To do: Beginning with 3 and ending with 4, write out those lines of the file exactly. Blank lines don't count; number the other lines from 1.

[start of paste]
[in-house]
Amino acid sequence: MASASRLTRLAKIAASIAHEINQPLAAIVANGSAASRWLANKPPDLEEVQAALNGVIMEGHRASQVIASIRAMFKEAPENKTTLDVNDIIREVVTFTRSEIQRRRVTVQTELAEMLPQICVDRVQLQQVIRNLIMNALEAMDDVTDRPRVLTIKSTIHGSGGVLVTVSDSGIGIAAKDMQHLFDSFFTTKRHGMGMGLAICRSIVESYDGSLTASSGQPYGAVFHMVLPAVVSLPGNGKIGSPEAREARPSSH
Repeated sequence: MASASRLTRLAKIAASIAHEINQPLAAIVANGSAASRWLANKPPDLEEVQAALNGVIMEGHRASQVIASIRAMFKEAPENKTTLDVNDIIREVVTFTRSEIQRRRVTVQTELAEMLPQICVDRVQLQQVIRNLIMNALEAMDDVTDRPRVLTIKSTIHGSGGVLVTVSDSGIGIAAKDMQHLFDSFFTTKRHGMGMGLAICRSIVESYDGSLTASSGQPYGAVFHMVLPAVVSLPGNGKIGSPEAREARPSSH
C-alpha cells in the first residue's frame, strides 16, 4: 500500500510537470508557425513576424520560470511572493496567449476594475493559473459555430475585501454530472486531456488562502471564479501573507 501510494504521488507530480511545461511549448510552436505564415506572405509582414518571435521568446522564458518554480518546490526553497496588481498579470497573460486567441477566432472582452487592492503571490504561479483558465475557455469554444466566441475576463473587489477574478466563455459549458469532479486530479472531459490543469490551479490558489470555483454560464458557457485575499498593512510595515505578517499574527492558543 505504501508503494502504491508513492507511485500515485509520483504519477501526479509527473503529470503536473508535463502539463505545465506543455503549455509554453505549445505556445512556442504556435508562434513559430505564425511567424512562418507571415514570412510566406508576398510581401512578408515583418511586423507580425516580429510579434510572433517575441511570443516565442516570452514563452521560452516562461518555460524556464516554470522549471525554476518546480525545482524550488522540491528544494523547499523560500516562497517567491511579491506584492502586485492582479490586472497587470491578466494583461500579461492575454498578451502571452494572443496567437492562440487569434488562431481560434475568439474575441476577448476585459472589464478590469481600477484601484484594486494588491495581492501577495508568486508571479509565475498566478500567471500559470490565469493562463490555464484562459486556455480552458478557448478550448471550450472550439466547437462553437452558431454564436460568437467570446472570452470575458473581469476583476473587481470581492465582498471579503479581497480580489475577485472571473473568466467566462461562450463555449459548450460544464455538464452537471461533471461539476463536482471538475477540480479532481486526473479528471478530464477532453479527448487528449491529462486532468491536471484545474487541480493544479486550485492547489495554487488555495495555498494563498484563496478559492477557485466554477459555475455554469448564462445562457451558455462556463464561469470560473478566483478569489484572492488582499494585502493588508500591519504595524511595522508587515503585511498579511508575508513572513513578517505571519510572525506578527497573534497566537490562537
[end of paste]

Repeated sequence: MASASRLTRLAKIAASIAHEINQPLAAIVANGSAASRWLANKPPDLEEVQAALNGVIMEGHRASQVIASIRAMFKEAPENKTTLDVNDIIREVVTFTRSEIQRRRVTVQTELAEMLPQICVDRVQLQQVIRNLIMNALEAMDDVTDRPRVLTIKSTIHGSGGVLVTVSDSGIGIAAKDMQHLFDSFFTTKRHGMGMGLAICRSIVESYDGSLTASSGQPYGAVFHMVLPAVVSLPGNGKIGSPEAREARPSSH
C-alpha cells in the first residue's frame, strides 16, 4: 500500500510537470508557425513576424520560470511572493496567449476594475493559473459555430475585501454530472486531456488562502471564479501573507 501510494504521488507530480511545461511549448510552436505564415506572405509582414518571435521568446522564458518554480518546490526553497496588481498579470497573460486567441477566432472582452487592492503571490504561479483558465475557455469554444466566441475576463473587489477574478466563455459549458469532479486530479472531459490543469490551479490558489470555483454560464458557457485575499498593512510595515505578517499574527492558543 505504501508503494502504491508513492507511485500515485509520483504519477501526479509527473503529470503536473508535463502539463505545465506543455503549455509554453505549445505556445512556442504556435508562434513559430505564425511567424512562418507571415514570412510566406508576398510581401512578408515583418511586423507580425516580429510579434510572433517575441511570443516565442516570452514563452521560452516562461518555460524556464516554470522549471525554476518546480525545482524550488522540491528544494523547499523560500516562497517567491511579491506584492502586485492582479490586472497587470491578466494583461500579461492575454498578451502571452494572443496567437492562440487569434488562431481560434475568439474575441476577448476585459472589464478590469481600477484601484484594486494588491495581492501577495508568486508571479509565475498566478500567471500559470490565469493562463490555464484562459486556455480552458478557448478550448471550450472550439466547437462553437452558431454564436460568437467570446472570452470575458473581469476583476473587481470581492465582498471579503479581497480580489475577485472571473473568466467566462461562450463555449459548450460544464455538464452537471461533471461539476463536482471538475477540480479532481486526473479528471478530464477532453479527448487528449491529462486532468491536471484545474487541480493544479486550485492547489495554487488555495495555498494563498484563496478559492477557485466554477459555475455554469448564462445562457451558455462556463464561469470560473478566483478569489484572492488582499494585502493588508500591519504595524511595522508587515503585511498579511508575508513572513513578517505571519510572525506578527497573534497566537490562537